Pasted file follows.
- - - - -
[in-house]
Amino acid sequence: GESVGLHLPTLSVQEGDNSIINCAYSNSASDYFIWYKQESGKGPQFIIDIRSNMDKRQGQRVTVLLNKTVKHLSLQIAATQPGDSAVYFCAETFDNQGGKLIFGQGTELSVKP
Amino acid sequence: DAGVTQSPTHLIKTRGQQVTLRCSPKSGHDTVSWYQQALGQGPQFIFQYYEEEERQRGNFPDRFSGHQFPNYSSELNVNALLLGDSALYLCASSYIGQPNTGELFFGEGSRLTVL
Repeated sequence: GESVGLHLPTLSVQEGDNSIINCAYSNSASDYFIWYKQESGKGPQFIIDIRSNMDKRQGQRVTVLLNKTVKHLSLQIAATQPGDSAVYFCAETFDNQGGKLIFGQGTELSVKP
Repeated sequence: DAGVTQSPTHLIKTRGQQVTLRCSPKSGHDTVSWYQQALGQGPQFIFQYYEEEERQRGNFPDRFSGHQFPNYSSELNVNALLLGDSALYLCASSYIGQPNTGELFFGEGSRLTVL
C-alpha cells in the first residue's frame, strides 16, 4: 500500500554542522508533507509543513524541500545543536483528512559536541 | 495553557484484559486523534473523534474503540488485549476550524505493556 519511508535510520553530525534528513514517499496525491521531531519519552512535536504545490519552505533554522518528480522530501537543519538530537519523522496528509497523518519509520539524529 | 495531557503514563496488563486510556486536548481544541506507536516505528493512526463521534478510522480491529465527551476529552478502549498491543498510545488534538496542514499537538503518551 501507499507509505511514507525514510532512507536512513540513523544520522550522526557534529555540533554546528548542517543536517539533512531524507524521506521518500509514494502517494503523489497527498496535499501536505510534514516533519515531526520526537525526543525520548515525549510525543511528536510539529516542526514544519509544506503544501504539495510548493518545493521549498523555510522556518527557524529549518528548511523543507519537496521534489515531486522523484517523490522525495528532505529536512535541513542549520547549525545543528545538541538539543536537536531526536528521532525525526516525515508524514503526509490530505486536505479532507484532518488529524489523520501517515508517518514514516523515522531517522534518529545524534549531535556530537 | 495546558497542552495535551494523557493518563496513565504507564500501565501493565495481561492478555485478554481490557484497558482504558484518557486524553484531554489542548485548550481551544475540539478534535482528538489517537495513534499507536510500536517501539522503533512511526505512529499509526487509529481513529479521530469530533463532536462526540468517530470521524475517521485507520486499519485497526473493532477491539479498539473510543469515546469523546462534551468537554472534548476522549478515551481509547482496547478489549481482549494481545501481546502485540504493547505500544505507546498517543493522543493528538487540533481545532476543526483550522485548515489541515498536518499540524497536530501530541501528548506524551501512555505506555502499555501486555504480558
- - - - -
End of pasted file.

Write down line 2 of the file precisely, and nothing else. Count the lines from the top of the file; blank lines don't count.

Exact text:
Amino acid sequence: GESVGLHLPTLSVQEGDNSIINCAYSNSASDYFIWYKQESGKGPQFIIDIRSNMDKRQGQRVTVLLNKTVKHLSLQIAATQPGDSAVYFCAETFDNQGGKLIFGQGTELSVKP